Today’s mortgage market is a two-handed affair for most credit unions.
On one hand, there’s still potential for growth in a sluggish market. While overall mortgage growth likely will be flat in 2015, the outlook for credit union mortgage lending is bright, says Matthew Abbink, vice president of direct lending at CU Members Mortgage. “Credit unions have consistently grown their share of the mortgage market, and we’re confident they’ll continue to do so.”
On the other hand, Tom Pisapia, senior vice president at QR Lending, says credit unions should prepare for a mortgage lending slowdown. “According to NCUA, first mortgages grew 8.9% during the first quarter of 2015 compared with the same period in 2014. But the early drop in rates this year accounted for much of that activity, dramatically increasing refinancing business.
“We saw our credit unions’ ‘refi’ business jump significantly during the first quarter,” he continues. “Although we all love seeing this business, we must realize it’s the low-hanging fruit and it will end. We must prepare for an inevitable rate hike and begin to shift our focus to purchase business.”
Plus, new mortgage guidelines have eliminated otherwise qualified borrowers—such as self-employed members—from the market, Abbink says. “Credit unions still approach mortgages the way they did before the housing market meltdown: with a focus on member relationships. While there’s a need to look at loan originations objectively, credit unions can apply their deep member relationship knowledge to making loans.”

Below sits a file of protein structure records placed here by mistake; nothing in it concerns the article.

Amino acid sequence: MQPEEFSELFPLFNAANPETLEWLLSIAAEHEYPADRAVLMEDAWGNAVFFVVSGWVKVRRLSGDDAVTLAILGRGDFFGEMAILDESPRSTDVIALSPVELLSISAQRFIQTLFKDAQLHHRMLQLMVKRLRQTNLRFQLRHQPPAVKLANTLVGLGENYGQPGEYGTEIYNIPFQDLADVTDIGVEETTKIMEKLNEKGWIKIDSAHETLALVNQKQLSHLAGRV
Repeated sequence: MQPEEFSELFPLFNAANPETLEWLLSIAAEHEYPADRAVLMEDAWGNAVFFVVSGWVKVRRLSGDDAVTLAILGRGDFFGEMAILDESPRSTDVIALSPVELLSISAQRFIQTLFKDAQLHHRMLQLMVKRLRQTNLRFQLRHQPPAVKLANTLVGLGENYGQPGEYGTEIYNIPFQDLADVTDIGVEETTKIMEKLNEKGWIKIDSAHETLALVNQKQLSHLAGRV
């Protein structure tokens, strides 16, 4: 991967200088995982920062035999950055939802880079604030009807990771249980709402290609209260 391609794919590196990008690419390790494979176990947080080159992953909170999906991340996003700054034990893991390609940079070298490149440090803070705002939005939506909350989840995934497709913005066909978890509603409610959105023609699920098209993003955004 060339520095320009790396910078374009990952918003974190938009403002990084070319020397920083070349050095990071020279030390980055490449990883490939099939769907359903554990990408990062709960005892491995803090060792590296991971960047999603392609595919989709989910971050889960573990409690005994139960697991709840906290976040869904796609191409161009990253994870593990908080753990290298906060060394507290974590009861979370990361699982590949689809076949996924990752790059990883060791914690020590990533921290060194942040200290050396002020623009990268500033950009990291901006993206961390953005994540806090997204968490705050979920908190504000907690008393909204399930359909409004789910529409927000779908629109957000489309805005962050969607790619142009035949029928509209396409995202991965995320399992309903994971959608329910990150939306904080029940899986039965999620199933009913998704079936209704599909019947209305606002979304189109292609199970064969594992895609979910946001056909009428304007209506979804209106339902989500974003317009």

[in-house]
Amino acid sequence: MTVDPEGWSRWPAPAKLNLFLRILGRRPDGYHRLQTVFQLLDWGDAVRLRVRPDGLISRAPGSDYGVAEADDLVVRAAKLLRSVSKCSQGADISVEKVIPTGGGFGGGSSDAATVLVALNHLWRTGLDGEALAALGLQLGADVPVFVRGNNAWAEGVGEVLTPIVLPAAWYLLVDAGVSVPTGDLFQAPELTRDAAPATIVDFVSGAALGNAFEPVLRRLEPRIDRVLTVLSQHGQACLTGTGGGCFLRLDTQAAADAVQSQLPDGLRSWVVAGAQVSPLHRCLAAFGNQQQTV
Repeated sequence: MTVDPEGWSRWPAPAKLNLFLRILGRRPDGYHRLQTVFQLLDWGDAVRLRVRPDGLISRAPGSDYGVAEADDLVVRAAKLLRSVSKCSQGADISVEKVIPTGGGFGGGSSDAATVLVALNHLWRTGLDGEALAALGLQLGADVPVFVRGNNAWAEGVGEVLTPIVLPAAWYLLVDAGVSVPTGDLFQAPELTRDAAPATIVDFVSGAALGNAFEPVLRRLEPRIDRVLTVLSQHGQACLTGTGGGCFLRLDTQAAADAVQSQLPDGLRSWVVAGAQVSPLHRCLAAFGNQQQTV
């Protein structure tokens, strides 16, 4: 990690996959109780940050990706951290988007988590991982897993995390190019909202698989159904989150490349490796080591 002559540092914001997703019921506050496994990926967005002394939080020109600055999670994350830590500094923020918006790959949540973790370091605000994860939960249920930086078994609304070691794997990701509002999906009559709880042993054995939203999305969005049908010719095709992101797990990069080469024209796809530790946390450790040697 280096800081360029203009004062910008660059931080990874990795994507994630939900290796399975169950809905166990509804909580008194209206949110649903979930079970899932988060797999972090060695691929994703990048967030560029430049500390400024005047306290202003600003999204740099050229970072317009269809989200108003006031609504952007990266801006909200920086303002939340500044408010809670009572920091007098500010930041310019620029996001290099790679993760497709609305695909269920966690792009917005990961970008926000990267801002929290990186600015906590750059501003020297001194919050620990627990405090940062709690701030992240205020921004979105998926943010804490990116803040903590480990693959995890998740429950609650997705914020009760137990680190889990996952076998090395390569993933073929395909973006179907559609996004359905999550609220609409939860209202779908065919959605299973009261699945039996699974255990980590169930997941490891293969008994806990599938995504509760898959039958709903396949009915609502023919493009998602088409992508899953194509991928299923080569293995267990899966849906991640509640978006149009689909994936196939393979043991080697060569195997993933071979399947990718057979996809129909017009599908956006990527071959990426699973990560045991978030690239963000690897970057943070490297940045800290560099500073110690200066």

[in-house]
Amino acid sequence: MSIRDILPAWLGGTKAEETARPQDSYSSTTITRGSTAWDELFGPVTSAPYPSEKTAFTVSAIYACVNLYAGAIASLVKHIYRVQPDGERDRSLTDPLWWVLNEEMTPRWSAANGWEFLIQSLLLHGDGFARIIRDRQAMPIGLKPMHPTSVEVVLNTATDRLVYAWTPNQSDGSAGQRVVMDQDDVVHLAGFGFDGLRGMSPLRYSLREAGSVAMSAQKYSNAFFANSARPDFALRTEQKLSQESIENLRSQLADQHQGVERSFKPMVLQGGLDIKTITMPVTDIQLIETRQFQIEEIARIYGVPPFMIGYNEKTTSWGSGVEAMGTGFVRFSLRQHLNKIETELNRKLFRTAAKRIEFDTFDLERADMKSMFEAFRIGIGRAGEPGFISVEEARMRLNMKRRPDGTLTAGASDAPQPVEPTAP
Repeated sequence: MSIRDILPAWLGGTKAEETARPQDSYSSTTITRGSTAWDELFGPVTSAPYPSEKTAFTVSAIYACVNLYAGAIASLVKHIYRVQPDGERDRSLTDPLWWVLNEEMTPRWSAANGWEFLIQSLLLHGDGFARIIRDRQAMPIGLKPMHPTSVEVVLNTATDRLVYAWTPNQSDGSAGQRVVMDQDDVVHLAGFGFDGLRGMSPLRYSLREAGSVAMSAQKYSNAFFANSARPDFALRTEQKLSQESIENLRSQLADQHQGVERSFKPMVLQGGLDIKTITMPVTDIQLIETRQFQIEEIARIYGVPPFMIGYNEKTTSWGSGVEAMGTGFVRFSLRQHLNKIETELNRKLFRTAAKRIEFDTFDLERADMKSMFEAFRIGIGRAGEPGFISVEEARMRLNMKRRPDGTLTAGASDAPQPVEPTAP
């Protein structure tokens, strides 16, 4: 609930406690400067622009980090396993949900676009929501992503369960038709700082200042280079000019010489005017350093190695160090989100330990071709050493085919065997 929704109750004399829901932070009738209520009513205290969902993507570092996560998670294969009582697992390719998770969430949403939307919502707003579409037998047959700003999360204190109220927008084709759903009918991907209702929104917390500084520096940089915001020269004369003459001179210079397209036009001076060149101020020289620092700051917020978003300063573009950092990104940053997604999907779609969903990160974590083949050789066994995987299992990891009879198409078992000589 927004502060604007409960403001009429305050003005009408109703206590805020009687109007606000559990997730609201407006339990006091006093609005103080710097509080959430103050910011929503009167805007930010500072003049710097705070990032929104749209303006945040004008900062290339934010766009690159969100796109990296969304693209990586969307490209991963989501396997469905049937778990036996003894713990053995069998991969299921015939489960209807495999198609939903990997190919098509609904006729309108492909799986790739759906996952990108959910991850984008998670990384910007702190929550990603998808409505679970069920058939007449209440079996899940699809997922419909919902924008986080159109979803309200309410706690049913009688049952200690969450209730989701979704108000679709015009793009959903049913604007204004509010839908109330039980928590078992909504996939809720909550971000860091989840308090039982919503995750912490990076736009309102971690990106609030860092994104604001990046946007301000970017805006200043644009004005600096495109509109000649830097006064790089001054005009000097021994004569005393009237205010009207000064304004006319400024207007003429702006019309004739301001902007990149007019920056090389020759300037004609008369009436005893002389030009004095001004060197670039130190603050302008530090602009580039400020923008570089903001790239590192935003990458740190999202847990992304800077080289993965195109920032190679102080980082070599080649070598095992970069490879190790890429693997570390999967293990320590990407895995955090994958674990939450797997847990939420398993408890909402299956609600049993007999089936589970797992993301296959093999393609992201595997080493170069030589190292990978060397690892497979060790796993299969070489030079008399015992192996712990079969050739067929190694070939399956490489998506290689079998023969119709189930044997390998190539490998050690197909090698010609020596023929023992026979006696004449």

This attitude, he says, has created an inflow of bank customers to credit unions. But while this is positive in some ways, Abbink cautions credit unions about the need to apply stringent credit criteria to loan applications from nonmembers.
Another development on the mortgage front is the increased compliance burden, says Abbink. One big issue is the Oct. 3 introduction of regulatory changes under the Truth in Lending Act-Real Estate Settlement Procedures Act integrated disclosures (TRID) rule.
This rule integrates all required mortgage disclosures into two new forms, the Loan Estimate (to be provided within three days of receipt of a loan application) and Closing Disclosure (to be provided at least three business days before closing). The new forms are meant to provide borrowers with additional information to help them understand all costs associated with their loan.
This has created a technological burden with regard to the amount of programming—many lines of code—that will be necessary to accommodate the changes TRID brings, Abbink says.
“Everyone in the mortgage industry is on pins and needles regarding how this rule will work,” he says. “It could significantly delay closings by a matter of weeks. Right now, real estate agents are not up to speed on it,” an obstacle credit unions should try to remedy with educational outreach.
“Another concern for credit unions will be closer regulatory oversight of fair lending practices and pricing policies,” says Abbink. “Also, staff interactions with members will come under scrutiny. Does a staffer discourage a loan application because the member says something like, ‘I don’t think my credit score is very high.’ ”
Pisapia agrees the biggest mortgage-related issue today is compliance. “It seems that a day doesn’t go by that another lender is fined for some mortgage wrongdoing,” he says, citing hefty fines levied recently by the Consumer Financial Protection Bureau and the Department of Housing and Urban Development.
In addition to the cost and effort involved with compliance, even more far reaching could be the reputational risks of noncompliance, Pisapia adds. “Ironically, at a time when credit unions are growing in memberships and member satisfaction, far outpacing banks in those categories, an unintentional mortgage compliance error could blemish their reputation.”
NEXT Third-party involvement